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Camera flash sound

  1. Aug 9, 2005 #1

    brewnog

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    What causes the increasingly high-pitched sound emitted by a capacitor charging circuit, such as that found in a camera flash?
     
  2. jcsd
  3. Aug 9, 2005 #2

    Danger

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    I think that it's like that smelly smoke that Faust mentioned the factories installing in components to show when they aren't working properly. The manufactures of capacitors build noise into them so you can tell when they are working.
     
  4. Aug 9, 2005 #3

    dlgoff

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    It's the electronic circuit. The high voltage is generated with a switching power supply, I believe.
     
  5. Aug 9, 2005 #4

    brewnog

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    But what's actually happening?

    What's vibrating? Just anything metallic within the circuit which is being influenced by a changing magnetic field? Why does the pitch increase? Is this due to any change in switching frequency?

    Excuse any ignorance, I've only taken a few EE modules.
     
  6. Aug 10, 2005 #5

    GENIERE

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    Best guess(s) is the ransformer, choke, and just maybe an electrolytic capacitor. These things are designed with the switching frequency above the audio range, but somehow a sub-harmonic may be generated.
    Are you sure it is a change in pitch? The sound volume may increase with load, but I would think the frequency would not.

    ...
     
  7. Aug 10, 2005 #6

    Danger

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    Any one that I've experienced definitely got higher in frequency as well as volume. Some of them are downright painful just short of full charge.
     
  8. Aug 10, 2005 #7

    brewnog

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    It certainly does. I'd say it goes up about 8 octaves. I'm not sure whether it becomes inaudible due to high frequency, or just because it stops making a sound, but the frequency definitely increases.
     
  9. Aug 10, 2005 #8

    berkeman

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    It's magnetostriction in the inductor that is the main energy storage elelment in the "boost" DC-DC converter. Magnetostriction is a mechanical vibration caused by the AC magnetic flux in the magnetic material. That's why most DC-DC converters are run above the range of human hearing. I don't know why camera flash chargers are run in the audible range -- kind of obnoxious. Even the 15,750 flyback transformers in TV sets can be bad sometimes, and the design of flybacks and their mechanical mounting methods usually take into account the need to avoid mechanical resonances at their swithching frequency.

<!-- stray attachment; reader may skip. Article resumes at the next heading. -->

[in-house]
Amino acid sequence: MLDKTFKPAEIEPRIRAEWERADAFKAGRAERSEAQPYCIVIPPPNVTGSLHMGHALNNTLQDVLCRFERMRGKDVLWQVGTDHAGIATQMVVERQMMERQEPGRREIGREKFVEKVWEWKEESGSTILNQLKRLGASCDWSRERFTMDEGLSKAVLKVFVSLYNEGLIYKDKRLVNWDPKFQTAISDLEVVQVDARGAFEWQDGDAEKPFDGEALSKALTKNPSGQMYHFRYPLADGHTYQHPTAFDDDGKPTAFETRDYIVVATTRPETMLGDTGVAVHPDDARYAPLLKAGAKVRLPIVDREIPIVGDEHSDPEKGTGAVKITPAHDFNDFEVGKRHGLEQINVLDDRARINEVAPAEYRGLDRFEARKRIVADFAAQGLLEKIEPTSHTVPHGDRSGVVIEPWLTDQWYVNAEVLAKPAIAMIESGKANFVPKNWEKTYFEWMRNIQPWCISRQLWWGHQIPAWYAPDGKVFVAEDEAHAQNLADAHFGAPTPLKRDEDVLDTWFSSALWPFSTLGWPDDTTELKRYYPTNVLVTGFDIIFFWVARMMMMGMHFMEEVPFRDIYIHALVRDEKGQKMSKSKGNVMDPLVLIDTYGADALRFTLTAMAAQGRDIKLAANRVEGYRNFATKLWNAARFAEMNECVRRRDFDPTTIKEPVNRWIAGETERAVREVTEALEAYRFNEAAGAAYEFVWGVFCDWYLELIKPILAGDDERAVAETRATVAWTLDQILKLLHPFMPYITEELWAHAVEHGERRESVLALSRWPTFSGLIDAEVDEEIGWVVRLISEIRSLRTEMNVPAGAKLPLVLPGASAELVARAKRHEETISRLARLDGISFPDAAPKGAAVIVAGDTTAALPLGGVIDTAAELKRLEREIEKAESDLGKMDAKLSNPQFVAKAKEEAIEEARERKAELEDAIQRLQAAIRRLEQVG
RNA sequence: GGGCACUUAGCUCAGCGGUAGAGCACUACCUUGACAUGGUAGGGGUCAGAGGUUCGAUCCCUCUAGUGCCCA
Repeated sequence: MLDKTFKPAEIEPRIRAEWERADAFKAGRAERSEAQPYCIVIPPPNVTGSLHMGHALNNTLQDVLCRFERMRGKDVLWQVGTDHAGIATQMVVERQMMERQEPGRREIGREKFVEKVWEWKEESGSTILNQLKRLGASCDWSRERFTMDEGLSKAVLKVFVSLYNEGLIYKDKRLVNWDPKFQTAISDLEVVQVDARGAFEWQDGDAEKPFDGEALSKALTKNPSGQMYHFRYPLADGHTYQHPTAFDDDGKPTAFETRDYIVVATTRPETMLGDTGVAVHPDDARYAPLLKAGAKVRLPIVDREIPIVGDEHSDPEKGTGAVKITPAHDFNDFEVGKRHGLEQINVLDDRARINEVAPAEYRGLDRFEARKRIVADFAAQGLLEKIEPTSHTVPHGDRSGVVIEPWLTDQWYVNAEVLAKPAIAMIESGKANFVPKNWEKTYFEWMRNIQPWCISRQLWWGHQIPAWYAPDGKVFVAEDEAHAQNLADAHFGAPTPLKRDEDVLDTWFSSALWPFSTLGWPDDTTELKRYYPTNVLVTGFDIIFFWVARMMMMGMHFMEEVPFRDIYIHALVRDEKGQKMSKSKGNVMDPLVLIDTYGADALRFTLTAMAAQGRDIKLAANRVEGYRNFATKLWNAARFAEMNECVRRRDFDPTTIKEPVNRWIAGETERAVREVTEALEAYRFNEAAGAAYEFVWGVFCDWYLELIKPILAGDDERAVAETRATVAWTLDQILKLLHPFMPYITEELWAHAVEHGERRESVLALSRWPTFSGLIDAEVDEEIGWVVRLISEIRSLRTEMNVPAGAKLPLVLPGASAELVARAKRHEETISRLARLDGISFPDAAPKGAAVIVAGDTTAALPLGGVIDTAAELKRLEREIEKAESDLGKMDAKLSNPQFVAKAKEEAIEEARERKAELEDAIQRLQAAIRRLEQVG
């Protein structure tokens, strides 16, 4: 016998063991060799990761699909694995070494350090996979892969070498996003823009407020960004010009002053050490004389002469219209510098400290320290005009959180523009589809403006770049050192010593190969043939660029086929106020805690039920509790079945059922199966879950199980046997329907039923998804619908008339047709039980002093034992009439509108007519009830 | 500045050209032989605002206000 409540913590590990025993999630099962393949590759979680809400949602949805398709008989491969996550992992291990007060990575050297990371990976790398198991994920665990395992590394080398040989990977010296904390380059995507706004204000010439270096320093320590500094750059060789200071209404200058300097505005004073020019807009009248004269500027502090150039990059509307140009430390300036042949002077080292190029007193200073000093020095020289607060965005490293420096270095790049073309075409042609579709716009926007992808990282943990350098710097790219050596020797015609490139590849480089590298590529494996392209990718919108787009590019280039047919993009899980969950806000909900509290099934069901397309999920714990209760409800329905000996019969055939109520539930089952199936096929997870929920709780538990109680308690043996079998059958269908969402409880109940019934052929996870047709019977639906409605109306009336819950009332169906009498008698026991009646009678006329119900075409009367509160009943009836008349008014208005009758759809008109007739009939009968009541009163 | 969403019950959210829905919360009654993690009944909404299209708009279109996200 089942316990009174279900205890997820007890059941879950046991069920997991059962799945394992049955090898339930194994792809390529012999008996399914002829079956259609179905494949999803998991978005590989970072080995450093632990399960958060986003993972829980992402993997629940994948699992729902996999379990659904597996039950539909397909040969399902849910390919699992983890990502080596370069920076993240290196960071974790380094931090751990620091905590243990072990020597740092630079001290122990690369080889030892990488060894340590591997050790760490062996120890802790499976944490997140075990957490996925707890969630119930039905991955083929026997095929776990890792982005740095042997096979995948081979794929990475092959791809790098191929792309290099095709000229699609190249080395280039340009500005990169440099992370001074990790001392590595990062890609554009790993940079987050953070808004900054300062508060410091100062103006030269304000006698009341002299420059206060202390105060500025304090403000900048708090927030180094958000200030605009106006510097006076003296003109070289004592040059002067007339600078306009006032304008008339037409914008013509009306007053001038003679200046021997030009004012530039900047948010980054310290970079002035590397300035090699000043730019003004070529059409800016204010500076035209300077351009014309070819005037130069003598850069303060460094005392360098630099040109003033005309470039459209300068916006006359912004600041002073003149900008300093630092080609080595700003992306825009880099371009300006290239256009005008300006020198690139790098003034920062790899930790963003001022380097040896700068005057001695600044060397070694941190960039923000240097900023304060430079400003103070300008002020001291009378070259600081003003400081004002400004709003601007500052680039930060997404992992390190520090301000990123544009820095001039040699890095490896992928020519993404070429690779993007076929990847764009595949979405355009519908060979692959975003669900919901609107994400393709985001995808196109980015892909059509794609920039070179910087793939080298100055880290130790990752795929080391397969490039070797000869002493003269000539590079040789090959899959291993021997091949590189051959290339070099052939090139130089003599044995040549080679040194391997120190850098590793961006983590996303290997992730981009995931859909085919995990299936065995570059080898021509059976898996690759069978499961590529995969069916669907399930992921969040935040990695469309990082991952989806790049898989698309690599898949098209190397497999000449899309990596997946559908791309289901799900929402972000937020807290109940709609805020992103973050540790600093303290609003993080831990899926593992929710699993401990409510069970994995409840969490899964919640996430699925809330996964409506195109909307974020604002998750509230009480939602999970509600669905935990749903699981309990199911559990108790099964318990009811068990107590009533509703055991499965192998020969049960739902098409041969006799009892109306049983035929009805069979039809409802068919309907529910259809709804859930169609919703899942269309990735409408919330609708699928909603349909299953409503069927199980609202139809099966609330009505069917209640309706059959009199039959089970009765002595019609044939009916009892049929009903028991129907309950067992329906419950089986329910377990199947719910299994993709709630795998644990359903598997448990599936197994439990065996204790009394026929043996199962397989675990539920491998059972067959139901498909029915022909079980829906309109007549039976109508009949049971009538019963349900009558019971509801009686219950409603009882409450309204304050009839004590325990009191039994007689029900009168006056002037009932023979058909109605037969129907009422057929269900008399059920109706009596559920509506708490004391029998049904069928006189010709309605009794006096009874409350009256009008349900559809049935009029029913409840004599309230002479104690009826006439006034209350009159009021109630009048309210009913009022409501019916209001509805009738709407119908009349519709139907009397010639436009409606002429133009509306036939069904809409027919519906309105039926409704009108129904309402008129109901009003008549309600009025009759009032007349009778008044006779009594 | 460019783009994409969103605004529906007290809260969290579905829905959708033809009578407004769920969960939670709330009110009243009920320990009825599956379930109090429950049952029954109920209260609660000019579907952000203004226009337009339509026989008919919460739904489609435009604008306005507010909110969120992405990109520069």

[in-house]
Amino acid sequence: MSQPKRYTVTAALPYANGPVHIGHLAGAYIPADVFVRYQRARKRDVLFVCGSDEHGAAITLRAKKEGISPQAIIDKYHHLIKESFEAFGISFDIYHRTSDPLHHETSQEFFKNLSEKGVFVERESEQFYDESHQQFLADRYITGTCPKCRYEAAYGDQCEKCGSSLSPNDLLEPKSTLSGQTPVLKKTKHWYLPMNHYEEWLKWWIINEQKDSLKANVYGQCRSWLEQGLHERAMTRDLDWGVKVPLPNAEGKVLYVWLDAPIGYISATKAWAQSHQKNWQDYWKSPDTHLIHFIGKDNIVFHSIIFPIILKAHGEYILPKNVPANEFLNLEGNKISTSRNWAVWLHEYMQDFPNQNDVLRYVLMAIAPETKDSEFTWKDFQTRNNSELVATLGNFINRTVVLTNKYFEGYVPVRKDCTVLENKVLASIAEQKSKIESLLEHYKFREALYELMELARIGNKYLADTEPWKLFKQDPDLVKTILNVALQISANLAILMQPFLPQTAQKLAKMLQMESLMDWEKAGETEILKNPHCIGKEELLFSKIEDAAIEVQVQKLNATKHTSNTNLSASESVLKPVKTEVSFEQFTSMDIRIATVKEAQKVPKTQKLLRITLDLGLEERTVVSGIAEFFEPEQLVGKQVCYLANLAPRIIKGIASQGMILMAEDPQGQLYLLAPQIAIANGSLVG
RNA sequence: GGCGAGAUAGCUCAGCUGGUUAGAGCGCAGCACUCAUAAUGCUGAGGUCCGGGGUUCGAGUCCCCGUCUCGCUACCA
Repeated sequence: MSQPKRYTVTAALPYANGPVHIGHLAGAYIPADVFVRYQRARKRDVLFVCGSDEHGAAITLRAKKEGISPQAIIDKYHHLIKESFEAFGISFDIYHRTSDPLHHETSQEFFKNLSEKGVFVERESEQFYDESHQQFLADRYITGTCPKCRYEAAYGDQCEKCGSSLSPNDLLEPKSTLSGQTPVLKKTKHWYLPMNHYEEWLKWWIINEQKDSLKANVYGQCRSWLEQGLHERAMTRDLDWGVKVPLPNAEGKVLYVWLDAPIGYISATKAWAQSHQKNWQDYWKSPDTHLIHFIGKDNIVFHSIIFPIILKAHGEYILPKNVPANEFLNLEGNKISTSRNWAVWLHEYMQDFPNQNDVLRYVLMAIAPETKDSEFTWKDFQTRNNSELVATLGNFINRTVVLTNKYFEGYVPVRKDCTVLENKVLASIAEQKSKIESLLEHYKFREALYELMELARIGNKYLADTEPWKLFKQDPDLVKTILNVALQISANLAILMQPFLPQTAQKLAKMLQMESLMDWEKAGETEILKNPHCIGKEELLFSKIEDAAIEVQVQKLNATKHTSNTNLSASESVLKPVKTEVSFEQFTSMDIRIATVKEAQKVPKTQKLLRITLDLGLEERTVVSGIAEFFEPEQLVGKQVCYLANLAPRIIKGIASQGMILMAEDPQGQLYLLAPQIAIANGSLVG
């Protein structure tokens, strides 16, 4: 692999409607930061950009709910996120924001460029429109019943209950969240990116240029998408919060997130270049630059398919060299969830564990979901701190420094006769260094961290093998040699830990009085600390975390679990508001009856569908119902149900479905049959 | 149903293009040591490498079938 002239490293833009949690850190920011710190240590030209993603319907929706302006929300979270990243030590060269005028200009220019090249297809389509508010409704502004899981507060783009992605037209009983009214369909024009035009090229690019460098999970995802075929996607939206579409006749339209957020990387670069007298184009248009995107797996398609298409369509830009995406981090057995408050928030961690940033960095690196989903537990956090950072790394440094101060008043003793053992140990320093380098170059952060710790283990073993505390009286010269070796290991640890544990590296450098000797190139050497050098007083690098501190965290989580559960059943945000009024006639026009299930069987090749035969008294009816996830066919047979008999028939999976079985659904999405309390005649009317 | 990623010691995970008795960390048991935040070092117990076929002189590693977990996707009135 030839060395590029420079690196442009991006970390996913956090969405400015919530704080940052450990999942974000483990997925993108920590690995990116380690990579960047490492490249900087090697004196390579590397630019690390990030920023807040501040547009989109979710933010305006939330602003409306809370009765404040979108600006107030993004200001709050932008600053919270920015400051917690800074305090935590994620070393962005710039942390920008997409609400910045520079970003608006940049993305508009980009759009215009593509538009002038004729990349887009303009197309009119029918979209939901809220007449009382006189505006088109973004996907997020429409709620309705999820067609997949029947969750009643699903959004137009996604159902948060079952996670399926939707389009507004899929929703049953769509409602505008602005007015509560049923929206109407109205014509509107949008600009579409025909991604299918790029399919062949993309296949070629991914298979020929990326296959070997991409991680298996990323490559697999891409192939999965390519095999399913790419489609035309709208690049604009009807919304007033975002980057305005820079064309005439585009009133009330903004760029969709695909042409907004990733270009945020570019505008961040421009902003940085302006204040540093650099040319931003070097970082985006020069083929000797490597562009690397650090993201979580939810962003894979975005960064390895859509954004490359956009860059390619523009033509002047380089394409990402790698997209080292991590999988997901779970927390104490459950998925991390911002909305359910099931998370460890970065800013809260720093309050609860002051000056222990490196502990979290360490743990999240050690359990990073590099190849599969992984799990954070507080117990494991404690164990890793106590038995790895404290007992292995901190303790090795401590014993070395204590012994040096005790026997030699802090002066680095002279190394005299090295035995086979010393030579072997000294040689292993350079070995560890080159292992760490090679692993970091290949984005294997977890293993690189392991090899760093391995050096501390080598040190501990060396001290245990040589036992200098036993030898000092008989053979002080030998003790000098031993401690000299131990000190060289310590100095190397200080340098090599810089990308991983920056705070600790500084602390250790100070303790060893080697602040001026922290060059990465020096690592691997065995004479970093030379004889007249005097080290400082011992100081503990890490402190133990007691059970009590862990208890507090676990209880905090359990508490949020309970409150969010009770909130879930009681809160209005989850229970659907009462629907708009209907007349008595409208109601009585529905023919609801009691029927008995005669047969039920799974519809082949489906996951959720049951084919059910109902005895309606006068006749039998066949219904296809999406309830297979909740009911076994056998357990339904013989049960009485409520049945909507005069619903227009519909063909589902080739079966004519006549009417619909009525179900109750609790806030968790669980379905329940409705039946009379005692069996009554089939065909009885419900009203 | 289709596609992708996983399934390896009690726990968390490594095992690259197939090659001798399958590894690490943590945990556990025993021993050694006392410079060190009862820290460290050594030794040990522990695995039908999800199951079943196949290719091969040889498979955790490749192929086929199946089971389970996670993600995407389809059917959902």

Last edited: Aug 10, 2005
  10. Aug 10, 2005 #9

    brewnog

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    Thanks berkeman! I didn't realise that the camera flash sound and the high-pitched TV sound were related.
     
  11. Aug 10, 2005 #10

    dlgoff

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    I was thinking the change in pitch might actually be because of less loading on the circuit when the capacitor get closer to full charge. Does that sound right berkeman?

    Regards
    Don
     
  12. Aug 10, 2005 #11

    berkeman

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    There are different ways that DC-DC converters regulate their output voltage. Some do it with strict PWM and a constant frequency, and others change frequency as their pulse width narrows. This second type of DC-DC is usually frowned on by folks that have to worry about power supply noise in their circuits (like low-level analog circuits, or RF circuits, etc.), because the fundamental and harmonics walk all over the place as the power supply output loading changes.

    But allowing the frequency to change as the pulse width changes can sometimes let you save a little money in the design of the DC-DC converter circuit, so if the rest of the circuitry in the device can tolerate it, the power supply switching frequency may chirp as the loading varies. Or as in this case, as the output boost voltage gets closer to the final desired voltage for the flash circuit, the (On-time) pulse width of the boost circuit is narrowing, and the (repetitive switching) frequency is going up.

    BTW, you can often watch the PWM waveform of a DC-DC converter or isolated switching power supply by just holding an ungrounded oscilloscope probe near the main switching magnetic element, and picking up the drive voltage waveform capacitively. I haven't tried it with boost converters, but it works great for buck (downconverter) DC-DC circuits and for isolated flyback or feedforward supplies.
     
  13. Aug 10, 2005 #12

    GENIERE

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    I wouldn’t have thought to do that. If the transformer had several secondary windings for different voltages, the several regulator stages would be chasing the most loaded winding. I suppose it is fine for a single output device.


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